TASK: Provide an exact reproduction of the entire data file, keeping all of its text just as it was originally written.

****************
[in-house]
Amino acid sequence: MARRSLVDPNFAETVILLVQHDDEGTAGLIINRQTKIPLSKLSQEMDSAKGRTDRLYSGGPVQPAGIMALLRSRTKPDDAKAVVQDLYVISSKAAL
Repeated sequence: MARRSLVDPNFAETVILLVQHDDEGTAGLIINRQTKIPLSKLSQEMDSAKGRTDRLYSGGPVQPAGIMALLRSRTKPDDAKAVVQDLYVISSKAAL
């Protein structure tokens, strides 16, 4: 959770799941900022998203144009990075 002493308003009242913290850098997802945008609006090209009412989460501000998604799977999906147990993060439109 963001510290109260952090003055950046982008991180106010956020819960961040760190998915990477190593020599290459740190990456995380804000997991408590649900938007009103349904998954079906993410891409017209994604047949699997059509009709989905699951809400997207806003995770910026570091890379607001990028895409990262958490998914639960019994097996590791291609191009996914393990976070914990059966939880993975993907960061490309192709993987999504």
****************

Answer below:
[in-house]
Amino acid sequence: MARRSLVDPNFAETVILLVQHDDEGTAGLIINRQTKIPLSKLSQEMDSAKGRTDRLYSGGPVQPAGIMALLRSRTKPDDAKAVVQDLYVISSKAAL
Repeated sequence: MARRSLVDPNFAETVILLVQHDDEGTAGLIINRQTKIPLSKLSQEMDSAKGRTDRLYSGGPVQPAGIMALLRSRTKPDDAKAVVQDLYVISSKAAL
């Protein structure tokens, strides 16, 4: 959770799941900022998203144009990075 002493308003009242913290850098997802945008609006090209009412989460501000998604799977999906147990993060439109 963001510290109260952090003055950046982008991180106010956020819960961040760190998915990477190593020599290459740190990456995380804000997991408590649900938007009103349904998954079906993410891409017209994604047949699997059509009709989905699951809400997207806003995770910026570091890379607001990028895409990262958490998914639960019994097996590791291609191009996914393990976070914990059966939880993975993907960061490309192709993987999504």